William warning scuppers Andrew’s return to Royal fold

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rince William was so alarmed at the prospect of his shamed uncle Prince Andrew’s attempted royal comeback he warned that he might have to pull out of Monday’s Order of the Garter ceremony.

The Duke of Cambridge made it clear that unless the Duke of York — who had hoped to attend the ancient event at Windsor as a member of the order — was banned from taking his place in public among the knights, he wouldn’t be able to take part. The dramatic move, which comes amid suggestions Andrew wants his HRH status reinstated and position recognised and respected, shows the heightened tensions at the heart of the royal family over his planned comeback.

“The Duke of Cambridge was adamant. If York insisted on taking part publicly, he would withdraw,” a senior source said. Buckingham Palace has been contacted for comment.

Prince Andrew arriving at Windsor Castle earlier

/ Jim Bennett

Instead, Prince Andrew was only due to take part in the non-public aspects of Monday’s ceremony, where Sir Tony Blair, the Duchess of Cornwall and Baroness Amos were being installed as members of Britain’s most prestigious royal order of chivalry. The Duke of York was pictured arriving at Windsor by car shortly before midday on Monday.

He did not take part in the procession of Garter Knights who walk through the grounds of the castle to St George’s Hall, where the annual service commemorating the order is held. Members wear velvet robes and plumed caps for the procession.

Andrew has rarely been seen in public since stepping down from royal duties over his links to paedophile Jeffrey Epstein. He lost many of his titles amid the highly-damaging case brought by sex abuse accuser Virginia Giuffre, 38, which led to a multi-million-pound settlement in February.

He consistently denied the allegations against him and the settlement was not an admission of guilt. Although no longer a “working royal” and not using the HRH title, Prince Andrew is still a “royal companion” of the Order of the Garter. He was hoping to use his appearance at Monday’s ceremony as a first step to returning to public life.

Royals including Prince William and his wife Kate, the Duchess of Cambridge, as well as the Countess of Wessex were pictured arriving at the ceremony on Monday afternoon.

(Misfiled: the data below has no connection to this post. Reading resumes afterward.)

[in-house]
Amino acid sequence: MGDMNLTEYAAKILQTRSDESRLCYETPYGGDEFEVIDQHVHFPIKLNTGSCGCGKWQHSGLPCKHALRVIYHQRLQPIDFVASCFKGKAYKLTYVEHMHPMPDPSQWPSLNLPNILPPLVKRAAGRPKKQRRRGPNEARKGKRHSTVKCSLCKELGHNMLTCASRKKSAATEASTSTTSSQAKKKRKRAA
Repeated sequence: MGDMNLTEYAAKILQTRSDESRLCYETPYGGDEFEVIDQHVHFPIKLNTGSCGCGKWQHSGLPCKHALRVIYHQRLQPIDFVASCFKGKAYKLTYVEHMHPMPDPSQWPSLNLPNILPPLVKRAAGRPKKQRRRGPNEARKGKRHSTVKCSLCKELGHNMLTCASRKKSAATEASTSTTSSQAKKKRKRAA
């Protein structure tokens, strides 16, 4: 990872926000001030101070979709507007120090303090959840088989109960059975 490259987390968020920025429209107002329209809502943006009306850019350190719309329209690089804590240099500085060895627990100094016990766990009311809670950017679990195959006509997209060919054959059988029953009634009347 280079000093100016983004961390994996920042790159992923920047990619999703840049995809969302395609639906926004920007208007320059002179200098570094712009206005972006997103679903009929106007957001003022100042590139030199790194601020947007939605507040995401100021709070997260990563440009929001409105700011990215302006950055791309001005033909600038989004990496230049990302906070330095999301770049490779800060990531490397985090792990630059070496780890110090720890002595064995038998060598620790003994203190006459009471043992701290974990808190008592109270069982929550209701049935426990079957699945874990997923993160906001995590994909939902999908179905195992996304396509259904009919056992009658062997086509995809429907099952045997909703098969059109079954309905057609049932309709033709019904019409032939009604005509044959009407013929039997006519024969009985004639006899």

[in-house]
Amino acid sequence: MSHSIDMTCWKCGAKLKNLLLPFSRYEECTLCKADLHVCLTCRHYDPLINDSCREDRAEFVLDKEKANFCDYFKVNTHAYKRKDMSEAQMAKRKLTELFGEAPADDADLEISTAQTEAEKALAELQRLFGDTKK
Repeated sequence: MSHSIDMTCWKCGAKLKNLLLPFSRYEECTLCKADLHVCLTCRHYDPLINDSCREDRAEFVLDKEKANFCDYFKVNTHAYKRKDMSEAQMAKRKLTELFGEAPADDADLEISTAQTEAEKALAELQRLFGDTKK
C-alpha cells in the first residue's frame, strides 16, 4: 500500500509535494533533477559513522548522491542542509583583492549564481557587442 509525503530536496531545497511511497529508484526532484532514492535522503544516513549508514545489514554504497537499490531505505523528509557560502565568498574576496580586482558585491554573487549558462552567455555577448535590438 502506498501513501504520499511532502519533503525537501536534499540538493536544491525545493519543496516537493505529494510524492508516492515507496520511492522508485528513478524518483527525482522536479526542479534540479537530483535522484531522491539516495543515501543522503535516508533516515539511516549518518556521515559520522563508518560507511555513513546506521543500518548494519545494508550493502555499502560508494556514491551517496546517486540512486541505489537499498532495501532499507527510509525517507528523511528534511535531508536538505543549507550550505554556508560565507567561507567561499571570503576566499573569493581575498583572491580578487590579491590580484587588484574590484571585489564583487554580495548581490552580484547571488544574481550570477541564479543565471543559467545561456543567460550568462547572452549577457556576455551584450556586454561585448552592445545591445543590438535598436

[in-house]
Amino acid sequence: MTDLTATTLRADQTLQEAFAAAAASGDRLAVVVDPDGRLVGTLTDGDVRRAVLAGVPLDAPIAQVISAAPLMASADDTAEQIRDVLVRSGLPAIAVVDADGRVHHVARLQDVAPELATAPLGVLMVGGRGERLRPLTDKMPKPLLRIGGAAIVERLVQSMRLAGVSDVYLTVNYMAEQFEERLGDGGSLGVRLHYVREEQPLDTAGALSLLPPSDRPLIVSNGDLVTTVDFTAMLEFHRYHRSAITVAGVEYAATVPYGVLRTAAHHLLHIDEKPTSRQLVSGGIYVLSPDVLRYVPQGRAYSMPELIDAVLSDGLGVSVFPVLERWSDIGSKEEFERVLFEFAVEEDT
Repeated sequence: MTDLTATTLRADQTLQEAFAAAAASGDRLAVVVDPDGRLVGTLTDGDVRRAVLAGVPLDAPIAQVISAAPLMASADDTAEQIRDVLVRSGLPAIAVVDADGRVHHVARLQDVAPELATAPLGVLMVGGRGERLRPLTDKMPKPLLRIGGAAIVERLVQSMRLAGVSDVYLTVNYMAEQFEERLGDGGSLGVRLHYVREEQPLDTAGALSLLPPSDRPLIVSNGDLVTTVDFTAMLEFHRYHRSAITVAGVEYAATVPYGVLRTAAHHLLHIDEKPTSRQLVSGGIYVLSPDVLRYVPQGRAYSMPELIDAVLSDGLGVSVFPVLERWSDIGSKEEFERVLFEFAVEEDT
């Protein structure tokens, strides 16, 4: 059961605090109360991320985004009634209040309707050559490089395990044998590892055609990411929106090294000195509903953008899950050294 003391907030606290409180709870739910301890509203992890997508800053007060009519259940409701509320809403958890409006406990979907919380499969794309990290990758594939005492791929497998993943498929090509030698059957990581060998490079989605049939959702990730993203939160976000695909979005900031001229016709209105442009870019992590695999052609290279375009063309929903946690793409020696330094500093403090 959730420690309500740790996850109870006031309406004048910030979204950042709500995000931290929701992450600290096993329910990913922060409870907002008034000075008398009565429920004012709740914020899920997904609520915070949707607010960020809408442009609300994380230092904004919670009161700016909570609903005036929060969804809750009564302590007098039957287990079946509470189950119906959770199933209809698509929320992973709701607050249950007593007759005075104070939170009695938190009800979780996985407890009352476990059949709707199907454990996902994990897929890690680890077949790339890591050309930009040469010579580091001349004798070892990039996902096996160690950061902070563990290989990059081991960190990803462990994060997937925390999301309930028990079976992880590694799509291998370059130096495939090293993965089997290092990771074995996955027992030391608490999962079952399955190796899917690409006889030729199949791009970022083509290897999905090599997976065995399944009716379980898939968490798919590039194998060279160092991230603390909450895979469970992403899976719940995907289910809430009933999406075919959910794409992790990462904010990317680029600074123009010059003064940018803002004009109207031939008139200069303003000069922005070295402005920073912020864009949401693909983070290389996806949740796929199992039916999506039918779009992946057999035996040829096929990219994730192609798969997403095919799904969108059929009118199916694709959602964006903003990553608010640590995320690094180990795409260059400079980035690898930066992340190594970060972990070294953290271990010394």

The Queen did not take part in the procession, though this was expected due to her mobility issues.

However, she did attend the lunch and the investiture ceremony. She was pictured with the Prince of Wales and the Duchess of Cornwall at Windsor Castle ahead of the service at St George’s Chapel.

The Prince of Wales and the Duchess of Cornwall with Queen Elzabeth II (centre) at Windsor Castle ahead of the annual Order of the Garter Service at St George’s Chapel.

/ PA

The procession walks to St George’s Chapel for the Order of the Garter service at Windsor Castle,

/ AP

According to today’s Sun newspaper his comeback hopes were quashed by both William and Prince Charles. The Queen, who has a soft spot for Andrew, is understood to sympathise with his predicament, but backed William and Charles’ judgment. They reportedly agreed that Andrew should miss the public elements of the event to protect the reputation of the royal family after a hugely successful jubilee weekend.

Buckingham Palace confirmed Andrew would attend a private lunch and ceremony investing new members of the order. It is understood the decision for Andrew not to take part publicly was a “family decision”.

A Buckingham Palace spokesman said: “The Duke of York will attend the investiture and lunch today but will not be part of the procession or service.” In January, ahead of his legal settlement in the Giuffre case, the Queen stripped Andrew of his honorary military roles, including Colonel of the Grenadier Guards, and he gave up his HRH title.

Catherine, Duchess of Cambridge and Sophie, Countess of Wessex attend the Order of the Garter Service at St. Georges’s Chapel

/ Getty Images

The Telegraph reported an unnamed source as saying: “The colonelcy of the Grenadier Guards was his most coveted title and he wants it back. Having remained a Counsellor of State, he also believes he should be included at royal and state events. Most importantly for him is his status as an HRH and ‘Prince of the Blood’ and he feels that should be reinstated and his position recognised and respected.”

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